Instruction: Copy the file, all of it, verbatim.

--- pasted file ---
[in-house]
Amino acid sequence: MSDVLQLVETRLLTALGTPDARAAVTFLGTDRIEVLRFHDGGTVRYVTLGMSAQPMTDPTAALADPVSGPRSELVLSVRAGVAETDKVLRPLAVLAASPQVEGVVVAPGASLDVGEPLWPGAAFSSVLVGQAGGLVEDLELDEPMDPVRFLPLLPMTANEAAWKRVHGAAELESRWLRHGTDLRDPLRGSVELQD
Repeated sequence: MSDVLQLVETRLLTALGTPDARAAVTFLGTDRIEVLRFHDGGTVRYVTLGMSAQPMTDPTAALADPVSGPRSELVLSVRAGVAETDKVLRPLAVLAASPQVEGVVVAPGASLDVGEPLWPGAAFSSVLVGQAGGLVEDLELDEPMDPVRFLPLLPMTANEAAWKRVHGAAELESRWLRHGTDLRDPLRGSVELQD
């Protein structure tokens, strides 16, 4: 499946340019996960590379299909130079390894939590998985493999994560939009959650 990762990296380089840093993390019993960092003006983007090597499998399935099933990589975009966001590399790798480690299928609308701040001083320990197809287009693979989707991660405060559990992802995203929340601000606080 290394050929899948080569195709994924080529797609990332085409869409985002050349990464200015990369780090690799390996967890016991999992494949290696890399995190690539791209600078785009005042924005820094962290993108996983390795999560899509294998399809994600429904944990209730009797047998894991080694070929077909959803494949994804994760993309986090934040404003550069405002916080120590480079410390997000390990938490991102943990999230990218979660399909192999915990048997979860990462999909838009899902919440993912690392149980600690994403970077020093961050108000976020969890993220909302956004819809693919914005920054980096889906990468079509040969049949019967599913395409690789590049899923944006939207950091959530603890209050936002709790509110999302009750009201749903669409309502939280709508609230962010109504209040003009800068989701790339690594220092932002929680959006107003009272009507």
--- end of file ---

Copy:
[in-house]
Amino acid sequence: MSDVLQLVETRLLTALGTPDARAAVTFLGTDRIEVLRFHDGGTVRYVTLGMSAQPMTDPTAALADPVSGPRSELVLSVRAGVAETDKVLRPLAVLAASPQVEGVVVAPGASLDVGEPLWPGAAFSSVLVGQAGGLVEDLELDEPMDPVRFLPLLPMTANEAAWKRVHGAAELESRWLRHGTDLRDPLRGSVELQD
Repeated sequence: MSDVLQLVETRLLTALGTPDARAAVTFLGTDRIEVLRFHDGGTVRYVTLGMSAQPMTDPTAALADPVSGPRSELVLSVRAGVAETDKVLRPLAVLAASPQVEGVVVAPGASLDVGEPLWPGAAFSSVLVGQAGGLVEDLELDEPMDPVRFLPLLPMTANEAAWKRVHGAAELESRWLRHGTDLRDPLRGSVELQD
């Protein structure tokens, strides 16, 4: 499946340019996960590379299909130079390894939590998985493999994560939009959650 990762990296380089840093993390019993960092003006983007090597499998399935099933990589975009966001590399790798480690299928609308701040001083320990197809287009693979989707991660405060559990992802995203929340601000606080 290394050929899948080569195709994924080529797609990332085409869409985002050349990464200015990369780090690799390996967890016991999992494949290696890399995190690539791209600078785009005042924005820094962290993108996983390795999560899509294998399809994600429904944990209730009797047998894991080694070929077909959803494949994804994760993309986090934040404003550069405002916080120590480079410390997000390990938490991102943990999230990218979660399909192999915990048997979860990462999909838009899902919440993912690392149980600690994403970077020093961050108000976020969890993220909302956004819809693919914005920054980096889906990468079509040969049949019967599913395409690789590049899923944006939207950091959530603890209050936002709790509110999302009750009201749903669409309502939280709508609230962010109504209040003009800068989701790339690594220092932002929680959006107003009272009507």